Some commands take an argument that affects the function of the commands. For example, the forward-char command moves the cursor by as many characters as specified by the argument. To specify an argument, use the digit-argument command just before another command that takes an argument.

Basic editing commands

noop

Do nothing.

vi-command

\^[

alert

Alert.

self-insert

Insert the input character at the current cursor position. Characters escaped by escape sequences cannot be inserted.

vi-insert
emacs

\\

insert-tab

Insert a tab character at the current cursor position.

emacs

\^[\^I

expect-verbatim

Insert a character that is entered just after this command at the current cursor position. This command can input a character that cannot be input by the self-insert command, except a null character ('\0').

vi-insert
vi-search
emacs-search

\^V

emacs

\^Q, \^V

digit-argument

Pass the input digit to the next command as an argument.

This command can be bound to a digit or hyphen. To pass “12” as an argument to the forward-char command in the vi mode, for example, enter 12l.

vi-command

1, 2, 3, 4, 5, 6, 7, 8, 9

emacs

\^[0, \^[1, \^[2, \^[3, \^[4, \^[5, \^[6, \^[7, \^[8, \^[9, \^[-

bol-or-digit

Like the beginning-of-line command if there is no argument; like the digit-argument command otherwise.

vi-command

0

accept-line

Finish editing the current line. A newline is automatically appended to the line. The line will be executed by the shell.

If command line prediction is active, the current prediction (if any) is ignored. See also the accept-prediction command.

vi-insert
vi-command
emacs
emacs-search

\^J, \^M

abort-line

Abandon the current buffer and finish editing as if an empty line was input.

vi-insert
vi-command
vi-search
emacs
emacs-search

\!, \^C

eof

Abandon the current buffer and finish editing as if the shell reached the end of input. This normally makes the shell exit.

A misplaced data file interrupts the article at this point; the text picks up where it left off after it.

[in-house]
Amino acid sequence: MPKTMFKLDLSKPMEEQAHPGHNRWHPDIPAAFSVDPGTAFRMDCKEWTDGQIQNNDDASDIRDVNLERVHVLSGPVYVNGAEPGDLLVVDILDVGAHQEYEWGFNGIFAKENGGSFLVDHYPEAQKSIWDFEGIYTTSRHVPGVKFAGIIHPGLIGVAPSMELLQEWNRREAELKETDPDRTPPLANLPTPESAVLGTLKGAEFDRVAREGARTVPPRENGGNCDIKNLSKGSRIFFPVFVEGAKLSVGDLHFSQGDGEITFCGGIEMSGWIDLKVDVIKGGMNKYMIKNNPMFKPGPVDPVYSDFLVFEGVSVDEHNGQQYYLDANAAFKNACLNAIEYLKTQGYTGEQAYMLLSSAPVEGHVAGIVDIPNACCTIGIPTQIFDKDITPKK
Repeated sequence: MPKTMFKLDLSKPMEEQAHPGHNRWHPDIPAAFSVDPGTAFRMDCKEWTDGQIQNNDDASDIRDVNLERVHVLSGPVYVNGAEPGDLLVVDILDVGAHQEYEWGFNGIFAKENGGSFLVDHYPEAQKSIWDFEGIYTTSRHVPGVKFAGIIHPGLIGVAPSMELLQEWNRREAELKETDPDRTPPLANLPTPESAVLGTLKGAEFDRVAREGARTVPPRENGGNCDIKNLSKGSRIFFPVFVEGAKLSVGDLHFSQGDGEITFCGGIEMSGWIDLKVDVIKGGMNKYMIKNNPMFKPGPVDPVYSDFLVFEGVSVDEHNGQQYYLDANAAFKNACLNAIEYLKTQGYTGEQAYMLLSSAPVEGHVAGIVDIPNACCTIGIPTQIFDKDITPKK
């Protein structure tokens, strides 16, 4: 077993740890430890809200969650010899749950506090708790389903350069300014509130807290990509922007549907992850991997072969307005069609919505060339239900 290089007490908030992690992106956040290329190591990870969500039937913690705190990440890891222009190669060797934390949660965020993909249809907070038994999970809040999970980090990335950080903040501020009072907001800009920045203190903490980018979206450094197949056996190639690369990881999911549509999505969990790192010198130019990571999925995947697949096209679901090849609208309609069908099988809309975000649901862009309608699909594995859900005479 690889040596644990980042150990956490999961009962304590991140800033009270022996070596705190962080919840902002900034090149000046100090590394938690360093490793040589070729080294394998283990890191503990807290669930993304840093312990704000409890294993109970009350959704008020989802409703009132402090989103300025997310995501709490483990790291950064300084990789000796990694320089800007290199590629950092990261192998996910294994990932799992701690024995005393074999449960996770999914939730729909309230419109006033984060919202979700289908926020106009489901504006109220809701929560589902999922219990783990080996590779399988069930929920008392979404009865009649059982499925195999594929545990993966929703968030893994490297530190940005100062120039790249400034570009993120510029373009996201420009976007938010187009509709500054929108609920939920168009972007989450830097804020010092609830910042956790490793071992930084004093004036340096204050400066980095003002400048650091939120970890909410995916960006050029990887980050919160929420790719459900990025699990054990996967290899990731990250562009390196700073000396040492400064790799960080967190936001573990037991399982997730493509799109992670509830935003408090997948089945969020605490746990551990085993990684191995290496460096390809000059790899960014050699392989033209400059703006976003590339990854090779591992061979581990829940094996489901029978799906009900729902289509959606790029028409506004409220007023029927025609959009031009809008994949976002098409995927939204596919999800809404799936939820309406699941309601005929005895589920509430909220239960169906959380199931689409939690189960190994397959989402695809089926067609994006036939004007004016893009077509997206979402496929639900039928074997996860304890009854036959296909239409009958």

eof-if-empty

Like the eof command if the buffer is empty; like the alert command otherwise.

vi-insert
vi-command

\#, \^D

eof-or-delete

Like the eof command if the buffer is empty; like the delete-char command otherwise.

emacs

\#, \^D

accept-with-hash

If the current line does not begin with a hash sign (#) or there is no argument specified for this command, a hash sign is inserted at the beginning of the line. Otherwise, the beginning hash sign is removed from the line. Finally, the line is accepted like the accept-line command.

vi-command

#

emacs

\^[#

accept-prediction

Like the accept-line command, but include the predicted part.

setmode-viinsert

Switch to the vi insert mode.

vi-command

i, \I

setmode-vicommand

Switch to the vi command mode.

vi-insert

\^[

setmode-emacs

Switch to the emacs mode.

expect-char
abort-expect-char

These commands are not meant for use by the user. They are used by the shell to implement some other commands.

redraw-all

Reprint the prompt and the current line to the terminal.

vi-insert
vi-command
vi-search
emacs
emacs-search

\^L

clear-and-redraw-all

Clear the terminal and reprint the prompt and the current line.

Motion commands

Motion commands move the cursor on the line. Most motion commands accept an argument. When passed an argument, they repeat the cursor motion as many times as specified by the argument. Passing “4” as an argument to the forward-char command, for example, advances the cursor by four characters.

The shell has several definitions of words as units of distance: A bigword is one or more adjacent non-whitespace characters. A semiword is one or more adjacent characters that contain no whitespaces or punctuations. An emacsword is one or more adjacent alphanumeric characters. A viword is either:

  • one or more adjacent alphanumeric characters and/or underscores (_), or

  • one or more adjacent characters that contain none of alphanumeric characters, underscores, and whitespaces.

forward-char

Move the cursor to the next character.

vi-insert

\R

vi-command

l, (a space), \R

emacs

\R, \^F

backward-char

Move the cursor to the previous character.

vi-insert

\L

vi-command

h, \B, \L, \?, \^H,

emacs

\L, \^B

forward-bigword

Move the cursor to the next bigword.